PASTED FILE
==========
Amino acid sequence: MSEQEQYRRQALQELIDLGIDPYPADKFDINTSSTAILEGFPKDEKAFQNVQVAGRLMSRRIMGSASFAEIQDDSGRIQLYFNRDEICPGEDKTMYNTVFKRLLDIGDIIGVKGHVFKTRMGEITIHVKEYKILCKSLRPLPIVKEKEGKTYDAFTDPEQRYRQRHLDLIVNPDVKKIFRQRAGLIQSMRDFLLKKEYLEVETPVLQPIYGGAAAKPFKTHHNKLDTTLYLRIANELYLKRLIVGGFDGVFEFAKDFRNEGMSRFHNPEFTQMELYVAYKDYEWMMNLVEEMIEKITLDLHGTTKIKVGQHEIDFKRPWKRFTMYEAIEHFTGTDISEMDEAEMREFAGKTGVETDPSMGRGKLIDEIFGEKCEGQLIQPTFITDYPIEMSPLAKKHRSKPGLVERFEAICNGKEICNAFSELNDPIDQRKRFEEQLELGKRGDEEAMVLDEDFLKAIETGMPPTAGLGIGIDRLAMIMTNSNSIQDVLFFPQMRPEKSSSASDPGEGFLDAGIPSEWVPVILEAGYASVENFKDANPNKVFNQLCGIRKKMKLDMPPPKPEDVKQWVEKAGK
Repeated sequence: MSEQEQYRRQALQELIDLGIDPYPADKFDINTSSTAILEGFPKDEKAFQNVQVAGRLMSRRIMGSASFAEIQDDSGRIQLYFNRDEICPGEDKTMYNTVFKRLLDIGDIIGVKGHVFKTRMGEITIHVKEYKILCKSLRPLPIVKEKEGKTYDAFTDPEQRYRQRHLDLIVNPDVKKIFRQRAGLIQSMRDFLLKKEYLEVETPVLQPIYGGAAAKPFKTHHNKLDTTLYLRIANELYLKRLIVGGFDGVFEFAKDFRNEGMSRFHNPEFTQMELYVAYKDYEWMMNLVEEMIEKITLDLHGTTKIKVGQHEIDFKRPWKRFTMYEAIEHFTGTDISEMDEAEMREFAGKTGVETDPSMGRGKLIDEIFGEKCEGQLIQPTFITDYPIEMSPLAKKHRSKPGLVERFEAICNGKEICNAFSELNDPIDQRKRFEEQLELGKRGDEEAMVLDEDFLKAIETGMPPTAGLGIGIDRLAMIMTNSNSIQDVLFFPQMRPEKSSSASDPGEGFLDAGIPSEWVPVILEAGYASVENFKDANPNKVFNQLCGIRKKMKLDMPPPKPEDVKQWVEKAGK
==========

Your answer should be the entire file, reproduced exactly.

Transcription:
Amino acid sequence: MSEQEQYRRQALQELIDLGIDPYPADKFDINTSSTAILEGFPKDEKAFQNVQVAGRLMSRRIMGSASFAEIQDDSGRIQLYFNRDEICPGEDKTMYNTVFKRLLDIGDIIGVKGHVFKTRMGEITIHVKEYKILCKSLRPLPIVKEKEGKTYDAFTDPEQRYRQRHLDLIVNPDVKKIFRQRAGLIQSMRDFLLKKEYLEVETPVLQPIYGGAAAKPFKTHHNKLDTTLYLRIANELYLKRLIVGGFDGVFEFAKDFRNEGMSRFHNPEFTQMELYVAYKDYEWMMNLVEEMIEKITLDLHGTTKIKVGQHEIDFKRPWKRFTMYEAIEHFTGTDISEMDEAEMREFAGKTGVETDPSMGRGKLIDEIFGEKCEGQLIQPTFITDYPIEMSPLAKKHRSKPGLVERFEAICNGKEICNAFSELNDPIDQRKRFEEQLELGKRGDEEAMVLDEDFLKAIETGMPPTAGLGIGIDRLAMIMTNSNSIQDVLFFPQMRPEKSSSASDPGEGFLDAGIPSEWVPVILEAGYASVENFKDANPNKVFNQLCGIRKKMKLDMPPPKPEDVKQWVEKAGK
Repeated sequence: MSEQEQYRRQALQELIDLGIDPYPADKFDINTSSTAILEGFPKDEKAFQNVQVAGRLMSRRIMGSASFAEIQDDSGRIQLYFNRDEICPGEDKTMYNTVFKRLLDIGDIIGVKGHVFKTRMGEITIHVKEYKILCKSLRPLPIVKEKEGKTYDAFTDPEQRYRQRHLDLIVNPDVKKIFRQRAGLIQSMRDFLLKKEYLEVETPVLQPIYGGAAAKPFKTHHNKLDTTLYLRIANELYLKRLIVGGFDGVFEFAKDFRNEGMSRFHNPEFTQMELYVAYKDYEWMMNLVEEMIEKITLDLHGTTKIKVGQHEIDFKRPWKRFTMYEAIEHFTGTDISEMDEAEMREFAGKTGVETDPSMGRGKLIDEIFGEKCEGQLIQPTFITDYPIEMSPLAKKHRSKPGLVERFEAICNGKEICNAFSELNDPIDQRKRFEEQLELGKRGDEEAMVLDEDFLKAIETGMPPTAGLGIGIDRLAMIMTNSNSIQDVLFFPQMRPEKSSSASDPGEGFLDAGIPSEWVPVILEAGYASVENFKDANPNKVFNQLCGIRKKMKLDMPPPKPEDVKQWVEKAGK